Peace is in serious danger in the world today. This is the finding of the latest report of the Global Peace Index released by the international think-tank, Institute for Economics & Peace (IEP). According to the report, peacefulness declined to the lowest level in 15 years fuelled by post-COVID economic uncertainty and the Ukraine conflict.
The 16th edition of the annual Global Peace Index (GPI) reveals that the average level of global peacefulness deteriorated by 0.3% in 2021, marking the eleventh deterioration in peacefulness in the last fourteen years, with 90 countries improving, and 71 deteriorating.
As in previous years, Iceland was found to be the most peaceful country in 2021. It is followed by New Zealand, Ireland, Denmark and Austria. For the fifth consecutive year, Afghanistan is the least peaceful country, followed by Yemen, Syria, Russia and South Sudan. Seven of the ten countries at the top of the GPI are in Europe. Two of the five countries with the largest deteriorations in peacefulness were Russia and the Ukraine followed by Guinea, Burkina Faso and Haiti. All these deteriorations were due to the ongoing conflict.
Of the 23 indicators in the GPI, the largest deteriorations were recorded in neighbouring country relations, intensity of internal conflict, refugees and IDPs, political terror scale and political instability. Twenty-eight countries have high levels of instability, and ten countries recorded the worst possible political terror score. On the other hand, the global inequality in peacefulness increased in 2021. Since 2008, the 25 least peaceful countries deteriorated on average by 16%, while the 25 most peaceful countries improved by 5.1%.
The shrinking space for peace was accompanied by rising violence whose cost to the global economy in 2021 was $16.5 trillion, or 10.9% of global GDP, which is the equivalent to $2,117 per person. For the ten countries most affected by violence, the average economic impact was equivalent to 34% of GDP, compared to 3.6% in the countries least affected.
However, there were substantial improvements for several indicators, including terrorism impact, nuclear and heavy weapons, deaths from internal conflict and military expenditure. On the positive side, military spending as a percentage of GDP decreased in 94 countries. However, the Ukraine-Russia conflict, and the potential increase in military spending by NATO countries to 2% of GDP, may lead to deterioration in future years.
Although the full impact of the Ukraine-Russia war is still being felt, it has had a significant effect on the index. Many European nations near Russia have seen scores deteriorate for relations with neighbours, including Finland, Sweden, Romania, Estonia, Latvia, Lithuania, and Moldova.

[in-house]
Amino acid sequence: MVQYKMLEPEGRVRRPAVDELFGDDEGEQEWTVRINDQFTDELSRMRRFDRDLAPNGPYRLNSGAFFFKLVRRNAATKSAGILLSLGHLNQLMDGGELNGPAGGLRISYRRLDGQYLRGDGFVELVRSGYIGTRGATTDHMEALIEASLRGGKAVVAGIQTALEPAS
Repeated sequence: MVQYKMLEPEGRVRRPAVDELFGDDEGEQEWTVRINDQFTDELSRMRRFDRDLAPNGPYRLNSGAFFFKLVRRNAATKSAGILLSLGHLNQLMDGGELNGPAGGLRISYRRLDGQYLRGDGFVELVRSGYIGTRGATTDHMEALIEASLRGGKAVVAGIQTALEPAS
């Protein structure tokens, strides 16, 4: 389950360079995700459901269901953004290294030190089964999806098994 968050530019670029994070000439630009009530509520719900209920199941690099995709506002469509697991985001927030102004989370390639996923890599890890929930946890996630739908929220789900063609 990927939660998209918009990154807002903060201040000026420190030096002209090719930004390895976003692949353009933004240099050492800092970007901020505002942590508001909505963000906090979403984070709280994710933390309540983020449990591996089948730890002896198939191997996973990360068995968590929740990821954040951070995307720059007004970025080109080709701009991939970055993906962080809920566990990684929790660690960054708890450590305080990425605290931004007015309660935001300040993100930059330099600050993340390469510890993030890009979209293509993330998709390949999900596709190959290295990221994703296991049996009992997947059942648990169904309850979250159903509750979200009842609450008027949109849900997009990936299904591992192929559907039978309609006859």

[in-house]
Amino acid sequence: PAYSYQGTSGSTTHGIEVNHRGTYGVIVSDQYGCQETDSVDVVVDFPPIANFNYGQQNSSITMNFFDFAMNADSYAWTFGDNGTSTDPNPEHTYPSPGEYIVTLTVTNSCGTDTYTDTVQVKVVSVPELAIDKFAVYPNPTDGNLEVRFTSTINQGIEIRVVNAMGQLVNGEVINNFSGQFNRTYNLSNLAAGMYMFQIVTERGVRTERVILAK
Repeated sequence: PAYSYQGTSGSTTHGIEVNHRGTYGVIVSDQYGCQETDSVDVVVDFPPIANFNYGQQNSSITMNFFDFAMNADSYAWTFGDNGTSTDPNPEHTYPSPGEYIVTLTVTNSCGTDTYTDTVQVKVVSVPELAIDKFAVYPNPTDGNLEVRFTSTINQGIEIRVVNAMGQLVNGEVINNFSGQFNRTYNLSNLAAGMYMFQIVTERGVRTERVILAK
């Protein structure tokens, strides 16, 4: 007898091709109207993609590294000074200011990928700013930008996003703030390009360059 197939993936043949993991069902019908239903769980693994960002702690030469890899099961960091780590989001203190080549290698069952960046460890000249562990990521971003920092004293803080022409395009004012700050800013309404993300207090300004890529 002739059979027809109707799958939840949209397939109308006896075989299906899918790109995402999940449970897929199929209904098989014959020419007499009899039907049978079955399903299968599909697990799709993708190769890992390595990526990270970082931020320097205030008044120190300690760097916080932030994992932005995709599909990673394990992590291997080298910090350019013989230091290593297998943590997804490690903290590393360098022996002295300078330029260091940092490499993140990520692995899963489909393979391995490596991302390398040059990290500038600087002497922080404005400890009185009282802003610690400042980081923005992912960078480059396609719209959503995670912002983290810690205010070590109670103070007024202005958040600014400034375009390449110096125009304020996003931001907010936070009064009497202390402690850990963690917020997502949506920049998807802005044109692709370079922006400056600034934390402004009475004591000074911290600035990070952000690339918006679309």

The COVID-19 pandemic negatively impacted the prospects of peace in the world. Countries that had become more peaceful experienced outbreaks of protests and violence aimed at governments’ handling of the pandemic. The intensity of violent demonstrations has increased by 49% since 2008, with 126 of the 163 countries in the index deteriorating. This is a global trend, affecting all regions of the world.
South Asia was the region with the highest frequency and intensity of violent demonstrations where India, Sri Lanka, Bangladesh, and Pakistan recorded their highest levels since the inception of the GPI. In Europe, there were widespread anti-lockdown protests, especially in Belgium, France, the Netherlands, Austria, Croatia and the UK, with similar developments in North America.
According to the peace index, the number of countries experiencing violent internal conflict rose from 29 to 38, but the number of people killed in internal conflicts has fallen since 2017. The number of forcibly displaced people around the world increased from 31 million in 2008, to over 88 million in 2022. In 17 countries at least 5% of the population are either refugees or internally displaced. South Sudan has over 35% of its population displaced, while Somalia and the Central African Republic have more than 20%.
Russia and Eurasia experienced the largest deterioration in peacefulness, driven by deteriorations in conflict deaths, refugees and IDPs, political instability and political terror. Asia-Pacific recorded an increase in peacefulness, driven by improvements in all three GPI domains with the largest occurring in Safety and Security. In North America, the US had the lowest level of peacefulness since 2008, with civil unrest spiking progressively.
Violent crime increased in Central America and the Caribbean by 4.4% in 2021 to reach the highest level since 2008. Haiti had the largest deterioration in the region. MENA recorded the second biggest improvement globally. Yemen is the least peaceful country in the region for the second consecutive year. Libya recorded the largest improvement in peacefulness globally. Sub-Saharan Africa recorded a 1% deterioration. South Sudan remains the least peaceful country in the region, despite an overall improvement.